ChrisChris has worked at Toyota 16 years, drives vehicles on to rail cars. He works in Woodstock. He is 41 years old, lives in St. George, outside Brantford.

“I just think we need fair treatment and we need support in the plant. When you look at things like ergonomics and how we are treated — its a real sticking point for me.”

Improving ergonomics, the pace of work at the plant and working conditions at each station, must be a priority for Unifor, he adds. But he also wants to keep what he has and fears Toyota will next go after defined benefit pensions of full time workers, like they imposed defined contribution plans on new hires.

“They have come after everything else. We have lost holidays, they froze wages, which I understand in tough times but they are breaking sales records now. I now pay $300 for long term disability and benefits,” a big hike over what he used to pay.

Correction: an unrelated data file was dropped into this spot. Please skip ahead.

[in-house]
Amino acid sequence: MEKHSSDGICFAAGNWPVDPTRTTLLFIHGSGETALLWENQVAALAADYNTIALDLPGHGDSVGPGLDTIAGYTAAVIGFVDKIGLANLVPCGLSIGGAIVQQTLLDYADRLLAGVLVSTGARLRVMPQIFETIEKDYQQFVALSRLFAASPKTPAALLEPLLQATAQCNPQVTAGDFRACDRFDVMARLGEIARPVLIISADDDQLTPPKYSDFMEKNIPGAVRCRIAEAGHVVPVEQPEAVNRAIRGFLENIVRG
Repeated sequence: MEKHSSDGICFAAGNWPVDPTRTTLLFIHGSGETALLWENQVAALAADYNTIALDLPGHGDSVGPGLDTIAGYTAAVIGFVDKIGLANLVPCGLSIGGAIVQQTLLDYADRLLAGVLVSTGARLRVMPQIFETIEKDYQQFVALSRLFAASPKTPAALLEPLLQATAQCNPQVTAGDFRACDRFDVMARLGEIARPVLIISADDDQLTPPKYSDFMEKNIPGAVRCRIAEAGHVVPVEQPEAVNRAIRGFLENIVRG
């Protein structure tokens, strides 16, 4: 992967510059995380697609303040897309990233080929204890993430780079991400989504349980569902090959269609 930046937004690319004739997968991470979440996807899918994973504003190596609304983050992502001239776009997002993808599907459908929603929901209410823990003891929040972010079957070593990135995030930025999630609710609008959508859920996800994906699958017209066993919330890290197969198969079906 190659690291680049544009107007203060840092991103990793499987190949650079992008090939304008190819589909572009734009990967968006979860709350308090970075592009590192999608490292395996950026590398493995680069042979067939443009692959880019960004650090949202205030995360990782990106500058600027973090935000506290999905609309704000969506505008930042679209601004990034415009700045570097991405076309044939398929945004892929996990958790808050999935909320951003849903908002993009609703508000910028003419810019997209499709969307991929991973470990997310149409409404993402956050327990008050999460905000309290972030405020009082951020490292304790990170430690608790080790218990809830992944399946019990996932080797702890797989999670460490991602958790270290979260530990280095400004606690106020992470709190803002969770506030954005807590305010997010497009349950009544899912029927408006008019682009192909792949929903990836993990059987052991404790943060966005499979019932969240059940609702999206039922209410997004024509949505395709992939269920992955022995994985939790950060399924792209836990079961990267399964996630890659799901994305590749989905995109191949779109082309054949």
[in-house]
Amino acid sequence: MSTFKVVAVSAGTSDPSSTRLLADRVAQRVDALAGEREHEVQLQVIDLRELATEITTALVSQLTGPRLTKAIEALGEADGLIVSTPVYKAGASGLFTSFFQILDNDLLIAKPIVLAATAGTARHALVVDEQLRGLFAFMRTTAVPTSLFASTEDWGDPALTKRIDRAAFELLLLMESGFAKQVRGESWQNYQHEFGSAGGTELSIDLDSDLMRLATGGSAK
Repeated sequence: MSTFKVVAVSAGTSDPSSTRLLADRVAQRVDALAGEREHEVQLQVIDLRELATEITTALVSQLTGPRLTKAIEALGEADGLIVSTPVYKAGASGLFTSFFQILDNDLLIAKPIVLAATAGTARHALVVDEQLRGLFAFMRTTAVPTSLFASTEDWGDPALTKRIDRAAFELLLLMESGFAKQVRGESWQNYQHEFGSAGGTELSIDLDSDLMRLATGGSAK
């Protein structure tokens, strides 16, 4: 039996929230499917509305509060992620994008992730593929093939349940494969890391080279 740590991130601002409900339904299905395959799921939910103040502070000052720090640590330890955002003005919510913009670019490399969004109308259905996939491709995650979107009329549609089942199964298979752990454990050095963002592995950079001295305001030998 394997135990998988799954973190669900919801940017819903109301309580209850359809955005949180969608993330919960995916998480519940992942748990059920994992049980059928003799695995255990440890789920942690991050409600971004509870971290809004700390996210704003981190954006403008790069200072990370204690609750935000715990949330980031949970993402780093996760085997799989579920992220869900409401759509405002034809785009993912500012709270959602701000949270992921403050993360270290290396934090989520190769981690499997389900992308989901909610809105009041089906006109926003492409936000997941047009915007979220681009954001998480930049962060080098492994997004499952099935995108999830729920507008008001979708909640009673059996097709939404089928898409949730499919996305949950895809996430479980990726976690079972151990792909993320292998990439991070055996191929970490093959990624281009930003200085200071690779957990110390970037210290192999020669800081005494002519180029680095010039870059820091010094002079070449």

“In the last eight years there has been a real pattern of taking and taking, and we don’t have the resources to fight back.”

Most recently the parts shortage issues has exemplified what is wrong with how Toyota treats its workers, either sending them home without pay or forcing them to remain at their work stations, often with nothing to do, for up to 10 hours.

He would prefer the Unifor model at Detroit Three plants where workers are sent home during a slowdown, getting 75 per cent of their wages.